The Earth without “art” is just “eh”
From watercolor to ceramics, as a part of their capstone project for their Individual Studio Professional Practices class, Northampton Community College (NCC) students put together a body of work under the guidance of professor Rachael Gorchov, art professor at NCC. These students discussed the motivation behind their work at an Artists’ Talk on April 30, which was followed by a reception where their artwork was displayed in Communications Hall Gallery at Bethlehem Campus.
The students who presented their projects were Matt Bright, Nate Davilla, Tim DeJesus, Shawn Dezonie, Natasha Hartzog, Thabiana Jeanty, Bashae Josephs, Don Lieberman, Hayley Lott, Makayla Mitchell, Viri Montesinos Castillo, Parth Patel, Sarah Reinhardt, Conrad Richebacher, Lois Ritchie, Lauren Stetler, Michelle Stokes and Corrine Stumpf.
As a part of the capstone, students had to work on an obstruction piece, homage piece,labor of love piece, and a self-guided portion of the project.
The obstruction assignment required students to have elements that they had to work around in their piece. For example, some colors, materials, shapes, figures, etc. could not be used. "I love covering females of color in my artwork. I had to paint my female figure deconstructed, which was a challenge for me, but I was happy to rise to the occasion," said Thabiana Jeanty of her obstruction piece.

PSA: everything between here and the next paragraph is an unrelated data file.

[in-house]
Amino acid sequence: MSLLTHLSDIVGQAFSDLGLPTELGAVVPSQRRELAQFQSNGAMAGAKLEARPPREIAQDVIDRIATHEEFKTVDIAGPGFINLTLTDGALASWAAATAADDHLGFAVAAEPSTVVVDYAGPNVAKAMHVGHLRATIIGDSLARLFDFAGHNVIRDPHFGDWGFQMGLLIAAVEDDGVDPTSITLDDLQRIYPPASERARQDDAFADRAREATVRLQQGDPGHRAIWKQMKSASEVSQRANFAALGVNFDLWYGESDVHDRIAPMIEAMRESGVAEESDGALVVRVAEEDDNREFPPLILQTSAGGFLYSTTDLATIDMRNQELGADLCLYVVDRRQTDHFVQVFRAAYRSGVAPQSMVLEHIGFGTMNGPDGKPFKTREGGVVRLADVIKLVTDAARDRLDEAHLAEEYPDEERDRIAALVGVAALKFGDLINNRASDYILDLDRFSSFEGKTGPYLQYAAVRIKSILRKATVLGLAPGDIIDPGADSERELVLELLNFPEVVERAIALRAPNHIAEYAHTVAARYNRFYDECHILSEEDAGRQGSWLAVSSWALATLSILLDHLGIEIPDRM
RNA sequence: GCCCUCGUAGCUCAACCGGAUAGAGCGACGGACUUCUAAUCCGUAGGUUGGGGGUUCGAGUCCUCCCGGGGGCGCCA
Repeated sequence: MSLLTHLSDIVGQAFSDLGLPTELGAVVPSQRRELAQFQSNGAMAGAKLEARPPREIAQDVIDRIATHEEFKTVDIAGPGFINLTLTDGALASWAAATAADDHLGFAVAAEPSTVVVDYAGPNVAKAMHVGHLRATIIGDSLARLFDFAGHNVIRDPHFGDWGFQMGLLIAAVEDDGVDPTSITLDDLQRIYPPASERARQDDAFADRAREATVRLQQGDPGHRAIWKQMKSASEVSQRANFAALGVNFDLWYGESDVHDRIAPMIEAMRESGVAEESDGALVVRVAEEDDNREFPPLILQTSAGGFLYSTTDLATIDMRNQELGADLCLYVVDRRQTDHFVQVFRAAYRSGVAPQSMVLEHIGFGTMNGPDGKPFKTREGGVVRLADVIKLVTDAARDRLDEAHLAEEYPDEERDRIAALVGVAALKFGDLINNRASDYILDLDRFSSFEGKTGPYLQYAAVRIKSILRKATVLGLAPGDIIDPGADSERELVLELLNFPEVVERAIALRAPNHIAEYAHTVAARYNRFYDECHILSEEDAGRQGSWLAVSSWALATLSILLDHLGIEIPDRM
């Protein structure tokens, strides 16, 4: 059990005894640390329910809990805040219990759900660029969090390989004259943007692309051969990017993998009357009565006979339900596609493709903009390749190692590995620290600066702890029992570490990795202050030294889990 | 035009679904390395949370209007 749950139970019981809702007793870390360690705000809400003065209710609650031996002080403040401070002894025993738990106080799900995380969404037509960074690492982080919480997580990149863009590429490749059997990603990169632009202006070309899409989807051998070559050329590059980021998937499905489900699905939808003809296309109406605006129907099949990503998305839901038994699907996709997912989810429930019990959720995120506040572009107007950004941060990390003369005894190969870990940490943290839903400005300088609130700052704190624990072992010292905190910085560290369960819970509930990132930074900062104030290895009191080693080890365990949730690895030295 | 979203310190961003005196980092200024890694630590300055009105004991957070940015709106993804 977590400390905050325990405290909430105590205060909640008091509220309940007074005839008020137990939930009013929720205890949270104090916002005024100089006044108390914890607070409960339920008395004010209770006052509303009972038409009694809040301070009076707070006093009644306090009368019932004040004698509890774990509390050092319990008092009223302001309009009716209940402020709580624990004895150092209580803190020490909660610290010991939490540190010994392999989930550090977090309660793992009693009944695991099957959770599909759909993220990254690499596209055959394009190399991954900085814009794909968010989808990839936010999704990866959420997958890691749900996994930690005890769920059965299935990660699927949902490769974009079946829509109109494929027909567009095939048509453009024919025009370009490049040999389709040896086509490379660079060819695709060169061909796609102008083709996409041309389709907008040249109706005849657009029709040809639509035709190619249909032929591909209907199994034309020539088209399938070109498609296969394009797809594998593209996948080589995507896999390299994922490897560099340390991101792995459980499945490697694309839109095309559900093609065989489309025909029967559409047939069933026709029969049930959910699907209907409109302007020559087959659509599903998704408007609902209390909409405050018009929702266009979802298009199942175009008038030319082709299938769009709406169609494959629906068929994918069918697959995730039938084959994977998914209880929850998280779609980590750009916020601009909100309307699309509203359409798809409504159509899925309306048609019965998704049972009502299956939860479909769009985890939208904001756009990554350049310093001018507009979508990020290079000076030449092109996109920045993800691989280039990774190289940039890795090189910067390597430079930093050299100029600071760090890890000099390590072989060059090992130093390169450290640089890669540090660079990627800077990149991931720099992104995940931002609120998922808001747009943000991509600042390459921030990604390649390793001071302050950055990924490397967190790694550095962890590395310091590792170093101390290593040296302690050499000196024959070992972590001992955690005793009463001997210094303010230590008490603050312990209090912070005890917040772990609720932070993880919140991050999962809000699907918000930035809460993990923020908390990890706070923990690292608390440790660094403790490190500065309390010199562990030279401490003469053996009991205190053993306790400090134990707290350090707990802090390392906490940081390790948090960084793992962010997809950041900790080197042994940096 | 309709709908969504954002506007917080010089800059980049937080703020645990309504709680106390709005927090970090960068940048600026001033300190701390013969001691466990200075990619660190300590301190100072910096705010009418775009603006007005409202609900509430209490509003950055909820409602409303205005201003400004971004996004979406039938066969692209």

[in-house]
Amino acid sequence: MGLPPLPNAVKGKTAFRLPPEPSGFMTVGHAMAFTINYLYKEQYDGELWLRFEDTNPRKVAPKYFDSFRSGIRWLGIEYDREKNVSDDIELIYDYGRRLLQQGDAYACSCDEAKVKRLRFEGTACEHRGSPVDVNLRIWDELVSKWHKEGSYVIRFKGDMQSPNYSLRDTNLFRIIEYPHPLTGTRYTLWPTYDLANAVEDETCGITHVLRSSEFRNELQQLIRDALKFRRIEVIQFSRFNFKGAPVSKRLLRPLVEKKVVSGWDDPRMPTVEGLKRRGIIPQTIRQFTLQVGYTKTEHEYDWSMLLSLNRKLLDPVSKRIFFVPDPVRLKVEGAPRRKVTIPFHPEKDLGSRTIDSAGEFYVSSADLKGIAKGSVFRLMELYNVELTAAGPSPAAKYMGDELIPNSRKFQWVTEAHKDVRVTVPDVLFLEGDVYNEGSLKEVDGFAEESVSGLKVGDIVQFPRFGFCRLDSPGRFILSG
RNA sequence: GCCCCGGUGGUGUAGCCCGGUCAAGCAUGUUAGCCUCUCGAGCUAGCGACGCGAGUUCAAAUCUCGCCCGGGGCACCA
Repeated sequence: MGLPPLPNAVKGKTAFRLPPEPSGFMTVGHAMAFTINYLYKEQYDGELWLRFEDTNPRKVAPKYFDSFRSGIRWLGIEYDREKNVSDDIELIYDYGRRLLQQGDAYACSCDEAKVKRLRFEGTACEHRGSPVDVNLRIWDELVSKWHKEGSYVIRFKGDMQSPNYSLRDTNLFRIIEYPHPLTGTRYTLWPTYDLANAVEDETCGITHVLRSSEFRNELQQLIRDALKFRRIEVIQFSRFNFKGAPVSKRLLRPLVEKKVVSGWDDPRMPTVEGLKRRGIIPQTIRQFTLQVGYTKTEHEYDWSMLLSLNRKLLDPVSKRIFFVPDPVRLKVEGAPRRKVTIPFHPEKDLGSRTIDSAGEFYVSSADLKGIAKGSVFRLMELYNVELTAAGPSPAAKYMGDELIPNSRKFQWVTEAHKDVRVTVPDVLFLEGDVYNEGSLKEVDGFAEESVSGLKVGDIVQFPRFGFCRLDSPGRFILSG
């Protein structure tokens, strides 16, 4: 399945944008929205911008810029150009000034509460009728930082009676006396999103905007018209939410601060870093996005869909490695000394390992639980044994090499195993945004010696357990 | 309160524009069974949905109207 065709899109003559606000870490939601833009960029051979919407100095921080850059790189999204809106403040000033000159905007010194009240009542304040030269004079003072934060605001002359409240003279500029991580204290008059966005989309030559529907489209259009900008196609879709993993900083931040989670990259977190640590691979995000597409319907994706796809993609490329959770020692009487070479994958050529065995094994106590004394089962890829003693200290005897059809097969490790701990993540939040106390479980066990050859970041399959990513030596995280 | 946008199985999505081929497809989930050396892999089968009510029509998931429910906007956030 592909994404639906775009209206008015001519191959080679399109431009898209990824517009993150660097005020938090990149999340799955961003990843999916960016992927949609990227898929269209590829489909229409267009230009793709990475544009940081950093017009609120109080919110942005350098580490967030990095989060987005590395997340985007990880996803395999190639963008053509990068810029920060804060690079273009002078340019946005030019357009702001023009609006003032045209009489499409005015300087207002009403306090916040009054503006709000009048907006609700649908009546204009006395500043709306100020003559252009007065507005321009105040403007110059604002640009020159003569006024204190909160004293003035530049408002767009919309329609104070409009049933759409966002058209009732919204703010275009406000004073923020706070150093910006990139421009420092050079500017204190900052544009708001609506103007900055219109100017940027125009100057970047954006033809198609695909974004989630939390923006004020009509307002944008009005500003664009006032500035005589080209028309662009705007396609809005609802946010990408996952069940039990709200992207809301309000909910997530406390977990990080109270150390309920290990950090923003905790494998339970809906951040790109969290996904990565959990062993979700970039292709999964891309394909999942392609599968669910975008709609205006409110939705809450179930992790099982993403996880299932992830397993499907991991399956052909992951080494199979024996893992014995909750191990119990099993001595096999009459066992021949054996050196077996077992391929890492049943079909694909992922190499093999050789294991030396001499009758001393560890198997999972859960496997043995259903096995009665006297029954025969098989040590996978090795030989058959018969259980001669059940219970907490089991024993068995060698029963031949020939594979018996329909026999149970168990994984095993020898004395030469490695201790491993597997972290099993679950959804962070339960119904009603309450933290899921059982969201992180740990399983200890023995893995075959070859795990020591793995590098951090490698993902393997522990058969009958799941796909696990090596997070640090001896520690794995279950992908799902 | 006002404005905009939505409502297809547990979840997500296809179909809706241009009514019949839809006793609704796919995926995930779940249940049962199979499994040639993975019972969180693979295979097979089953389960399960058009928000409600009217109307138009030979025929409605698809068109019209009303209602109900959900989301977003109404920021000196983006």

The students paid respect to a person, place or idea that they were honoring in their homage work. "I experimented with yellow and made it textured. It's a llama because my brother loves llamas," said Makayla Mitchell.
The labor of love piece allowed students to pour their heart and soul into a passion project. Bashae Josephs told the audience, "I incorporated battles I've seen people struggle with including addiction to prescription pills."
Parth Patel loves animation, and he created GIFs and a short animation as part of his self-guided project. “In Vo Tech in high school, I learned to mix conventional art into the digital world. NCC allowed me experiment further with this.”
The students tackled hot button topics in our society such as addiction, body image, environmental changes and sexuality. Many artists used their imagination as a connection to nature, spirituality or family. For Viri Montesinos Castillo, her culture inspires her artwork.
Sarah Reinhardt, who will be holding an art show through her internship this summer at the Brick and Mortar Design Studio and Art Gallery in Easton, knew that she “wanted to make art but didn't know what for.” Former Art Professor, Bruce Wall, who retired last year, taught her to make art for the sake of it and the beauty of it. As one student added, “The Earth without ‘art’ is just ‘eh’.”
Conrad Richebacher, a 76-yr old college student, came to NCC to pursue his love of art after years spent in the world of architecture. “I found I loved constructing with bits and pieces of materials I find speaking to me, telling me what to do with them.”
At the conclusion of the program, the Annual Individual Studio Fine Art Awards were given to three students who also received Blick gift certificates. Corinne Stumpf took third place, Conrad Richebacher took second, and Natasha Hartzog took first. All of the students were winners for their creative and thought-provoking pieces!